echo-message obtains the current contents of the text field with
text-contents as a string, and it draws this string into the
message field with the
draw-message function. To put everything
together, we create a window with two rows:
(create-window (list (list a-text-field a-message) (list (make-button "Copy Now" echo-message))))
The first row contains the text and the message field; the second one
contains a button with the label
"Copy Now" whose call-back
echo-message. The user can now enter text into the
text field, click the button, and see the text appear in the message
field of the window.
The purpose of the third and last example is to create a window with a
choice menu, a message field, and a button. Clicking the button puts the
current choice into the message field. As before, we start by defining the
input and output
(define THE-CHOICES (list "green" "red" "yellow")) (define a-choice (make-choice THE-CHOICES)) (define a-message (make-message (first THE-CHOICES)))
Because the list of choices is used more than once in the program, it is specified in a separate variable definition.
As before, the call-back function for the button interacts with
echo-choice : X -> true;; to determine the current choice of
a-choiceand ;; to draw the corresponding string into
a-message(define (echo-choice e) (draw-message a-message (list-ref THE-CHOICES (choice-index a-choice))))
Specifically, the call-back function finds the
of the user's current choice with
choice-index, uses Scheme's
list-ref function to extract the corresponding string from
THE-CHOICES, and then draws the result into the message field of
the window. To create the window, we arrange
a-message in one row and the button in a row below:
(create-window (list (list a-choice a-message) (list (make-button "Confirm Choice" echo-choice))))
Now that we have examined some basic GUI programs, we can study a program
with full-fledged core and GUI components. Take a look at the definitions
in figure 63. The program's purpose is to echo the values
of several digit choice menus as a number into some message field. The
model consists of the
build-number function, which converts a list
of (three) digits into a number. We have developed several such functions,
so the figure mentions only what it does. The GUI component of the program
sets up three choice menus, a message field, and a button. The control
part consists of a single call-back function, which is attached to the
single button in the window. It determines the (list of) current choice
indices, hands them over to
build-number, and draws the result as
a string into the message field.
Let's study the organization of the call-back functions in more detail. It composes three kinds of functions:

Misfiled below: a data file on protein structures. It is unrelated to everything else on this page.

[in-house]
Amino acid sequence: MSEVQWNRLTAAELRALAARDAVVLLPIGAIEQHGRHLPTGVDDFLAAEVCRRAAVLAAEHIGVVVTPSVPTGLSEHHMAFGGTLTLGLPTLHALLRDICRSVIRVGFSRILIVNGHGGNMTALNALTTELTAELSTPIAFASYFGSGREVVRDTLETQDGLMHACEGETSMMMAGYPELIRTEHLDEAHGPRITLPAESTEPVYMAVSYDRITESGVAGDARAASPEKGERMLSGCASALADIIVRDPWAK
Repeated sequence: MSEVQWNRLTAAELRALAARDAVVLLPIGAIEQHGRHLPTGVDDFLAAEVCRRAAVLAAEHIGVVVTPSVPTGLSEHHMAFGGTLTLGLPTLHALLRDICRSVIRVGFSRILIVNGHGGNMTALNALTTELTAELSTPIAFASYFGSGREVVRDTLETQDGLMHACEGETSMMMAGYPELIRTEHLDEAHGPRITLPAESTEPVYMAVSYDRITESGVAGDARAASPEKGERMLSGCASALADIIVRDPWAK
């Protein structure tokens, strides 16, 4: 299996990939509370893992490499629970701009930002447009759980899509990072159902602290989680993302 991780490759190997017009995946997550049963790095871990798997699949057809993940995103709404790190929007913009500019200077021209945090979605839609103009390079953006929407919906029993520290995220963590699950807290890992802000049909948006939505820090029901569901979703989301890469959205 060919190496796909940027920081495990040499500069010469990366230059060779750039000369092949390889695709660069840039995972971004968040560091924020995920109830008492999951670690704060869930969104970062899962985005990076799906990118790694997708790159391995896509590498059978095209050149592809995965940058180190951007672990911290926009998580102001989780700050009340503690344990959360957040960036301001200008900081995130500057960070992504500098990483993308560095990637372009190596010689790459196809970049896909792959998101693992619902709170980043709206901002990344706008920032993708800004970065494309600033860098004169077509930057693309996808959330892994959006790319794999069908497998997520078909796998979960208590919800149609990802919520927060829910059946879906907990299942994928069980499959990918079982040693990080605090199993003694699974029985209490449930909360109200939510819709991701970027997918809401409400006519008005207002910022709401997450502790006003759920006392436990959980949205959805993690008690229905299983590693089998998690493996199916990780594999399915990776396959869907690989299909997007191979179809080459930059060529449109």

The innermost function determines the current state of the
gui-items. This is the user's input. With the given functions, we
can determine the string that the user entered into either a text field or
the 0-based index of a choice menu.
This user input is consumed by the main function of the model. The call-back function may convert the user's string into some other data, say, a symbol or a number.
The result of the model function, in turn, is drawn into a message field, possibly after converting it to a string first.
The control component of a program is also responsible for the visual
composition of the window. The teachpack provides only one function for
create-window. Standard GUI toolboxes provide many
more functions, though all of these toolboxes differ from each other and
are changing rapidly.
Exercise 22.3.1. Modify the program of figure 63 so that it implements the number-guessing game from exercises 5.1.2, 5.1.3, and 9.5.5. Make sure that the number of digits that the player must guess can be changed by editing a single definition in the program.
Hint: Recall that exercise 11.3.1 introduces a function that generates random numbers. Solution
Develop a program for looking up phone numbers. The program's GUI should
consist of a text field, a message field, and a button. The text field
permits users to enter names. The message field should display the number
that the model finds or the message
"name not found", if the model
Generalize the program so that a user can also enter a phone number (as a sequence of digits containing no other characters).
Hints: (1) Scheme provides the function
converting a string to a symbol. (2) It also provides the function
string->number, which converts a string to a number if
possible. If the function consumes a string that doesn't represent a
number, it produces
( string-> number "6670004") = 6670004
( string-> number "667-0004") = false
The generalization demonstrates how one and the same GUI can use two distinct models.
Real-world GUIs: The graphical user interface in
figure 60 was not constructed from the items provided by
the teachpack. GUIs constructed with the teachpack's
primitive. They are sufficient, however, to study the basic
principles of GUI programming. The design of real-world GUIs involves
graphics designers and tools that generate GUI programs (rather than making
them by hand).
pad->gui. The function consumes a title (string) and a
gui-table. It turns the table into a list of lists of
create-window can consume. Here is the
data definition for
A cell is either
A gui-table is a
(listof (listof cell)) .
Here are two examples of gui-tables:
(define pad '((1 2 3) (4 5 6) (7 8 9) (\# 0 *)))
(define pad2 '((1 2 3 +) (4 5 6 -) (7 8 9 *) (0 = \. /)))
pad->gui should turn each cell into a button. The
resulting list should be prefixed with two messages. The first one displays
the title and never changes. The second one displays the latest button that
the user clicked. The two examples above should produce the following two
Hint: The second message header requires a short string, for example,
"N", as the initial value.
48 The program has also cleared the result field to avoid any misunderstanding. Similarly, the user could also just hit the enter key instead of clicking the button. We ignore such subtleties here.
49 More precisely, we construct an object, but we do not need to understand the distinction between a structure and an object here.
gui-items aren't really
structures, which explains the font of the operations' names.